I watched all three films back to back, stuck inside on a snowy couple of days in New York. I have seen them so many times, and it's a testament to how completely they can evoke a feeling that every time I'm put in the same trance. It struck me how much repetition goes around in Jesse and Celine's conversations, how often they return to the same themes: Death, eternity, childhood, first loves. They test how far they can stretch the illusion that because they have talked so much, they know everything about each other. The work of trying to understand someone is a Sisyphean task, to keep with the theme of Greek tragedy that underlies Midnight: it's a doomed effort. It's bittersweet, because the frustration that mounts when we realize we don't know much about the person we love hits just as hard as the magic that remains in the mystery. 
At love's best, we feel keyed into that mystery. In Sunrise, smitten, Celine tells Jesse that "if there's any kind of magic in this world, it must be in the attempt of understanding someone sharing something… It's almost impossible to succeed, but who cares, really? The answer must be in the attempt." At its worst, the illusion of the shared understanding breaks, and we're left to contend with the shattered pieces. Fighting in their Greek hotel room in Midnight, alternately holding on to their relationship and looking toward its inevitable end, Jesse and Celine can't understand each other: Their fight loops around. They do not once say they're sorry.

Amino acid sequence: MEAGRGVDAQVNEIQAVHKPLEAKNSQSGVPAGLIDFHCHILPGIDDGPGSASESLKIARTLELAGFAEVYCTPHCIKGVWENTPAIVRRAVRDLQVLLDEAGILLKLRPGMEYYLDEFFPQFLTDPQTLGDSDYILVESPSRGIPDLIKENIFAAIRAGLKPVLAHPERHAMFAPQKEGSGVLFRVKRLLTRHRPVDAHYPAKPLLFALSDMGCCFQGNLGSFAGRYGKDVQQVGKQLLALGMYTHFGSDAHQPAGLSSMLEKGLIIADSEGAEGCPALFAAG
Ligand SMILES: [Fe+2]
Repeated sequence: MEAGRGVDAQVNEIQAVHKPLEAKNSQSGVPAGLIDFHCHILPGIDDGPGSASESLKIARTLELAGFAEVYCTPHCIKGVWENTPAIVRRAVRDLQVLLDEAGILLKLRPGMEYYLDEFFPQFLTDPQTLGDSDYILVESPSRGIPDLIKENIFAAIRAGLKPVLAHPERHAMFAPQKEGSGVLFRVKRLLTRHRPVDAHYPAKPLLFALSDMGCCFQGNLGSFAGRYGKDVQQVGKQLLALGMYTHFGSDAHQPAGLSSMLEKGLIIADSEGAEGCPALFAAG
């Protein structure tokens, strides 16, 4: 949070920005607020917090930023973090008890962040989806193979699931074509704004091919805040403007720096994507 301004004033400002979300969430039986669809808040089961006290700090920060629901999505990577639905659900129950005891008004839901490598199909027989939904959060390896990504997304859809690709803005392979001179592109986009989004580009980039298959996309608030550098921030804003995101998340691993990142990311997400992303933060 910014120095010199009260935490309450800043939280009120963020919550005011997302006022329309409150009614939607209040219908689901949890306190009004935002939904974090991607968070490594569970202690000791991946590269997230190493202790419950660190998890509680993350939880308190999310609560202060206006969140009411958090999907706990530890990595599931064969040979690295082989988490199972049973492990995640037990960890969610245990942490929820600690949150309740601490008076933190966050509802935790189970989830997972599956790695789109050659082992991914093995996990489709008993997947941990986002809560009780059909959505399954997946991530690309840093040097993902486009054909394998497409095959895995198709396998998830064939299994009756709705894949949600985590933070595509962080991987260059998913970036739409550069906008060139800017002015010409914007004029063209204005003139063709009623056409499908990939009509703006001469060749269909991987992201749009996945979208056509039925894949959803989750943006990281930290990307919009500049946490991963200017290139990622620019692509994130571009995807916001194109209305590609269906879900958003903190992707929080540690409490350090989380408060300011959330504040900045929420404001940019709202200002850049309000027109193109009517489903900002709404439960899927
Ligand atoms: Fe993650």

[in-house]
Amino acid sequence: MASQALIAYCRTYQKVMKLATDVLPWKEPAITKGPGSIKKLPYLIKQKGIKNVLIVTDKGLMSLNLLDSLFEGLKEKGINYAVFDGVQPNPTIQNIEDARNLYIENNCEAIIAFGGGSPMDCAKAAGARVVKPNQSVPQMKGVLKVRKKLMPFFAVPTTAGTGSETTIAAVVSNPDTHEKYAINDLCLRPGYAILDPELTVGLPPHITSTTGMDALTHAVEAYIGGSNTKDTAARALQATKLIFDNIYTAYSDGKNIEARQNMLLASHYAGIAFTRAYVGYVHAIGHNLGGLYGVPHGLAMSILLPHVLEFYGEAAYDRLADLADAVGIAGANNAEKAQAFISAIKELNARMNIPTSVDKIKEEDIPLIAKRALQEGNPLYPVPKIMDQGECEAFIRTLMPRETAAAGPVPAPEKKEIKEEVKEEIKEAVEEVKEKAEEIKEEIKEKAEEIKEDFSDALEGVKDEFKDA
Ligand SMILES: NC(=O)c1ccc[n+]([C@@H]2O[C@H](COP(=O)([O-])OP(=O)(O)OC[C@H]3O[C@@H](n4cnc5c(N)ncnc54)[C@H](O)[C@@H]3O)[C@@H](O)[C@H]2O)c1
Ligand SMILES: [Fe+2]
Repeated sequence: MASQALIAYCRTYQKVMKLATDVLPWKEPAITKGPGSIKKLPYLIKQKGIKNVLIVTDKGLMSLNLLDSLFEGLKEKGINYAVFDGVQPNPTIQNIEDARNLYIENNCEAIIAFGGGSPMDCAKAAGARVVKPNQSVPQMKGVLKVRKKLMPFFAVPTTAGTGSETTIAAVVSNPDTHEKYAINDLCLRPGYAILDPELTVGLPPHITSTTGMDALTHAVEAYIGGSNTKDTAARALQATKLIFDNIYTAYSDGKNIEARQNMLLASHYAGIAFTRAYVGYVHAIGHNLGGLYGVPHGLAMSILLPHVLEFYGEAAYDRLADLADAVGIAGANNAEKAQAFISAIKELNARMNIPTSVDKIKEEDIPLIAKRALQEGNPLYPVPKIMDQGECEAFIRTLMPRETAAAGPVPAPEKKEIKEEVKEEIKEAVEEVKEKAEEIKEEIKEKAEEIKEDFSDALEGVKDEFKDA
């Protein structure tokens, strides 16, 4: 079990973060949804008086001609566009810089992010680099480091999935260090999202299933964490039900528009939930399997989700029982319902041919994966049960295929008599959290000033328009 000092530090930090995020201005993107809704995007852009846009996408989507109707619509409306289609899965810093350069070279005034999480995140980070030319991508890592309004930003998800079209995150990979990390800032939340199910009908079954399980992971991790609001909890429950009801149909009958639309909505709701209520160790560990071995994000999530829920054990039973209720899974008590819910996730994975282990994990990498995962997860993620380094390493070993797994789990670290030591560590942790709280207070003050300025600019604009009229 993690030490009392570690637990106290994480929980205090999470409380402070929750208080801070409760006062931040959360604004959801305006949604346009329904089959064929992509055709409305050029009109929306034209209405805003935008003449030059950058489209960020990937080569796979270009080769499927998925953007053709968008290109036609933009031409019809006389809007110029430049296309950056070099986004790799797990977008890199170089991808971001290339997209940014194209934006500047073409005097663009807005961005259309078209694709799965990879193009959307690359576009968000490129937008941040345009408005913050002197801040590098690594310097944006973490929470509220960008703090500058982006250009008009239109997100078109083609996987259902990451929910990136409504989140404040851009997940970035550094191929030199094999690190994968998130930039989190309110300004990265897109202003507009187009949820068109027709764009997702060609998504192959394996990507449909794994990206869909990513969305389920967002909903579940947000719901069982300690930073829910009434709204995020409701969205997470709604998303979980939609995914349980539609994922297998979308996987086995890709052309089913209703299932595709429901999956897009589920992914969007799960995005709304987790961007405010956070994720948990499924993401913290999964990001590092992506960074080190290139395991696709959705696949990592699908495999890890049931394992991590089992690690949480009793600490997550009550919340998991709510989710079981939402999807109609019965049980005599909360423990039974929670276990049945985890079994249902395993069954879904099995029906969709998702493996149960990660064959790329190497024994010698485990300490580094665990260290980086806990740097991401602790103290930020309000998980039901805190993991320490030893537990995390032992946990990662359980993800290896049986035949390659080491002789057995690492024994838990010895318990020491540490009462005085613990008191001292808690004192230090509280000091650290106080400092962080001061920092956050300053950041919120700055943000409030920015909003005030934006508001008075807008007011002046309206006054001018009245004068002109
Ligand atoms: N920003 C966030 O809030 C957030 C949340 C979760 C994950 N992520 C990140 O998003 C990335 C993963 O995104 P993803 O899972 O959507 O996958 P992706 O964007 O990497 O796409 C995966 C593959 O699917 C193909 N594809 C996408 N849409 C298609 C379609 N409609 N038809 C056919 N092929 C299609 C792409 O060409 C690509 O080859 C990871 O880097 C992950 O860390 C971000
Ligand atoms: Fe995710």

In their cycles, Jesse and Celine chase the mystery of unknowability, the attempt that Celine deems the magic of this world. They like to play at being other people. In Midnight, sometimes wittily and sometimes spitefully, Celine play-acts the bimbo to Jesse's ego-inflated macho author. In Sunset, they talk through new versions of each other, people impacted by the romanticism of that night in Vienna. In Sunrise, they pretend to be each other's friends on the telephone, telling stories about their encounter. It's here, I think, that a real form of love rears its head: They always react as if they're hearing it all for the first time. 

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Richard Linklater